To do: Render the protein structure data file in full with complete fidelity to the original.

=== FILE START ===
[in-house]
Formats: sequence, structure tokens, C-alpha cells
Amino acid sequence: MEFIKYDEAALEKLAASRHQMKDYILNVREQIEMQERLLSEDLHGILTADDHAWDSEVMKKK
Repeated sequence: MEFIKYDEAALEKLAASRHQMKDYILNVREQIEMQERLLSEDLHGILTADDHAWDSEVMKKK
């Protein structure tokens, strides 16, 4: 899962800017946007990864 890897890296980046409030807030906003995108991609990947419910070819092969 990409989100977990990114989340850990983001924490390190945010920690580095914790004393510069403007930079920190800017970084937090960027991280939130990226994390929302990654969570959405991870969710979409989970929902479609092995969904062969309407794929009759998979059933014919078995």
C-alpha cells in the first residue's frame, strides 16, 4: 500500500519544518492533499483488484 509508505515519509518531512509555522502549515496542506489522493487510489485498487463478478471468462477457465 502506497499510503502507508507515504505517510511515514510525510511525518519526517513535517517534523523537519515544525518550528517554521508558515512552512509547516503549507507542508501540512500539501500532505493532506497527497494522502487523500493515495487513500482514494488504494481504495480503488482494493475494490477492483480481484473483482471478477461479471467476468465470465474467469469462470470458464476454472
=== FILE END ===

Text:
[in-house]
Formats: sequence, structure tokens, C-alpha cells
Amino acid sequence: MEFIKYDEAALEKLAASRHQMKDYILNVREQIEMQERLLSEDLHGILTADDHAWDSEVMKKK
Repeated sequence: MEFIKYDEAALEKLAASRHQMKDYILNVREQIEMQERLLSEDLHGILTADDHAWDSEVMKKK
């Protein structure tokens, strides 16, 4: 899962800017946007990864 890897890296980046409030807030906003995108991609990947419910070819092969 990409989100977990990114989340850990983001924490390190945010920690580095914790004393510069403007930079920190800017970084937090960027991280939130990226994390929302990654969570959405991870969710979409989970929902479609092995969904062969309407794929009759998979059933014919078995």
C-alpha cells in the first residue's frame, strides 16, 4: 500500500519544518492533499483488484 509508505515519509518531512509555522502549515496542506489522493487510489485498487463478478471468462477457465 502506497499510503502507508507515504505517510511515514510525510511525518519526517513535517517534523523537519515544525518550528517554521508558515512552512509547516503549507507542508501540512500539501500532505493532506497527497494522502487523500493515495487513500482514494488504494481504495480503488482494493475494490477492483480481484473483482471478477461479471467476468465470465474467469469462470470458464476454472